Encounters between law enforcers (public and private) and young Black men with the deaths of the latter is all too common in the USA.
Likewise the emergence of ISIS as a recruiter of young would be jihadists to Syria and then into ISIS ranks is also clear as a bell.
Where are the adults?
Brain development research has shown teenagers and young adults don’t have the developmental capacity to make reasoned decisions.
Any parent that pays attention to their 16 – 20 year old knows this from experience. They don’t need a study to tell them this.
You can’t prevent your kids from making mistakes, that’s part of the journey of being young – learning from one’s mistakes.
But when being in the wrong place at the wrong time ends in death it’s not a teachable moment but a tragedy.
One of the keys to helping young people navigate this terrain is for a parent to be aware of what their kids are thinking and into - being in dialogue.
All too often when I hear stories of young people becoming protesters on the streets of Ferguson or joining ISIS I wonder where are their parents?
As a former anti-war and civil rights activist beginning in my 20s I was far away from home so that my parents couldn’t chart my decisions.
But my Dad and I had an open relationship so I shared with him my thoughts on a wide variety of personal and political issues.
I was never judged or yelled at but was treated like the adult I was in the process of becoming. That relationship continued until he passed away.
Young adults need a parental sounding board… Too many seem to lack that support system. I keep wondering why?
I wonder if the parents of clearly troubled teens who use social movements to “act out” really are in relationship with their late teens, young adults.
You can’t shelter children from making what you feel are dumb choices but you can be “in relationship to them” enough to know what they are thinking.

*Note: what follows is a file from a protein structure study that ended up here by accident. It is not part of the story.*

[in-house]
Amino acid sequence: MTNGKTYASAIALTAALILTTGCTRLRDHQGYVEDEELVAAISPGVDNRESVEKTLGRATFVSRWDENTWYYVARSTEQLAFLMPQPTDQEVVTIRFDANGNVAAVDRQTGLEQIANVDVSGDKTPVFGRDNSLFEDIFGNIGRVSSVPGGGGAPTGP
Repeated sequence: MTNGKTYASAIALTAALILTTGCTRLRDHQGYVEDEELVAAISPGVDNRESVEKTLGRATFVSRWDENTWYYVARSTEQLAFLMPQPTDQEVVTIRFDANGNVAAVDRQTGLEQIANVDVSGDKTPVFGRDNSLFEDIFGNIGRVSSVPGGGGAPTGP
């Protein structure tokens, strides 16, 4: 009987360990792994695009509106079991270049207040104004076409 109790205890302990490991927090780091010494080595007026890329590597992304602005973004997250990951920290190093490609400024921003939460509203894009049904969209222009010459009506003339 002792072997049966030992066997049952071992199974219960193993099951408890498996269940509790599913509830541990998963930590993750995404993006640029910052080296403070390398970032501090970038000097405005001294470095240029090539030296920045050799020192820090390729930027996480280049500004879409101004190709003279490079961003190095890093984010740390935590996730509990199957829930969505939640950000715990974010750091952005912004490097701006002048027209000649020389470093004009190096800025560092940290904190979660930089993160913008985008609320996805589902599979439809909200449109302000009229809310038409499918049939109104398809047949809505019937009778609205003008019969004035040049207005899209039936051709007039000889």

As “active” parents my wife and I have played the "parent card" many times with our two sons to give them the benefit of our views and life experiences.
The key to this parenting is not to yell and judge but to try to understand their views and remain in communication with them even when we disagree.
When I see young people protesting in Ferguson in late night gatherings or hear of young recruits going to Syria to join ISIS – where are their parents?
Let’s be frank. Too many African-American families are so fractured that the parenting function has been assumed by gangs and now protest groups.
As a young college professor in the ‘70s I witnessed very privileged young ones get involved in anti-war politics in part as youthful rebellion.
Experience shows that youthful emotions can take over the “moment.” At such times one has choices - to follow the crowd or use common sense. I've been there, done that!
Modern society has created a “youth consumer culture” that can be easily politicized and manipulated for purposes good and bad.
If Mom and Dad are in an open relationship with their teenage/young adult kids, the risks of youthful risky decisions can be hopefully mitigated.
Acting out and alienation is part of growing up. And society aids youthful marginalization by creating a “them” versus the “us” narrative.
European society has marginalized “the other” by its failure to assimilate or accommodate immigrants to mainstream culture.
In the US the Black experience mirrors a similar pathway to alienation especially among Black men who are viewed with suspicion by white people.
It also doesn’t help in Europe, the USA and the Middle East when youthful joblessness is a generational experience.
But increasingly I wonder “where are the parents when their kids are in the streets after midnight taking risks we may all come to regret…?”